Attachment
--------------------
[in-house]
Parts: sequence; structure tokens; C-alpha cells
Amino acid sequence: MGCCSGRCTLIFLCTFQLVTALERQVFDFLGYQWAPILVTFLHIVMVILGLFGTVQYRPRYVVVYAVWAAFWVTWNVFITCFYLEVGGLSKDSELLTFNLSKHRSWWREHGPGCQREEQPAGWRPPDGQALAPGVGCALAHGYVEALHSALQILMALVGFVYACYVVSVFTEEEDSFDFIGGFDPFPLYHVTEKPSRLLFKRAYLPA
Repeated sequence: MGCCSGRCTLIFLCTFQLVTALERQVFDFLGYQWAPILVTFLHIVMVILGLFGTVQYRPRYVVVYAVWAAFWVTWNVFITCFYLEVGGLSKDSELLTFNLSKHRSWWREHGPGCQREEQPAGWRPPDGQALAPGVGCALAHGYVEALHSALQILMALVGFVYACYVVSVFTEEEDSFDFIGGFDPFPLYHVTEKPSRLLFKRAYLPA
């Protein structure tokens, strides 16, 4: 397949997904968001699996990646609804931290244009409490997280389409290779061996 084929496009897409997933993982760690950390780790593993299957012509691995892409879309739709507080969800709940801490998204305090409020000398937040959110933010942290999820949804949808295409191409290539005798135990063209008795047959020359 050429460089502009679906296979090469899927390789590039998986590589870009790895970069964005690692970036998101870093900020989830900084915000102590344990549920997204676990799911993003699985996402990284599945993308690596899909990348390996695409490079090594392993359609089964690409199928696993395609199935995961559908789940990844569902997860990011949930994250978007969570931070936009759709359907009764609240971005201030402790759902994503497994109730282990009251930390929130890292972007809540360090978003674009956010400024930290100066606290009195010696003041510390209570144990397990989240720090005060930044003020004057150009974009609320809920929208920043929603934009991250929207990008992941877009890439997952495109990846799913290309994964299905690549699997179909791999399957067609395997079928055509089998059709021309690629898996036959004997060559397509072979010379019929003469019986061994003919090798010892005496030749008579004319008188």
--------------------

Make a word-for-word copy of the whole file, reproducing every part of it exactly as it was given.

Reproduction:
[in-house]
Parts: sequence; structure tokens; C-alpha cells
Amino acid sequence: MGCCSGRCTLIFLCTFQLVTALERQVFDFLGYQWAPILVTFLHIVMVILGLFGTVQYRPRYVVVYAVWAAFWVTWNVFITCFYLEVGGLSKDSELLTFNLSKHRSWWREHGPGCQREEQPAGWRPPDGQALAPGVGCALAHGYVEALHSALQILMALVGFVYACYVVSVFTEEEDSFDFIGGFDPFPLYHVTEKPSRLLFKRAYLPA
Repeated sequence: MGCCSGRCTLIFLCTFQLVTALERQVFDFLGYQWAPILVTFLHIVMVILGLFGTVQYRPRYVVVYAVWAAFWVTWNVFITCFYLEVGGLSKDSELLTFNLSKHRSWWREHGPGCQREEQPAGWRPPDGQALAPGVGCALAHGYVEALHSALQILMALVGFVYACYVVSVFTEEEDSFDFIGGFDPFPLYHVTEKPSRLLFKRAYLPA
């Protein structure tokens, strides 16, 4: 397949997904968001699996990646609804931290244009409490997280389409290779061996 084929496009897409997933993982760690950390780790593993299957012509691995892409879309739709507080969800709940801490998204305090409020000398937040959110933010942290999820949804949808295409191409290539005798135990063209008795047959020359 050429460089502009679906296979090469899927390789590039998986590589870009790895970069964005690692970036998101870093900020989830900084915000102590344990549920997204676990799911993003699985996402990284599945993308690596899909990348390996695409490079090594392993359609089964690409199928696993395609199935995961559908789940990844569902997860990011949930994250978007969570931070936009759709359907009764609240971005201030402790759902994503497994109730282990009251930390929130890292972007809540360090978003674009956010400024930290100066606290009195010696003041510390209570144990397990989240720090005060930044003020004057150009974009609320809920929208920043929603934009991250929207990008992941877009890439997952495109990846799913290309994964299905690549699997179909791999399957067609395997079928055509089998059709021309690629898996036959004997060559397509072979010379019929003469019986061994003919090798010892005496030749008579004319008188």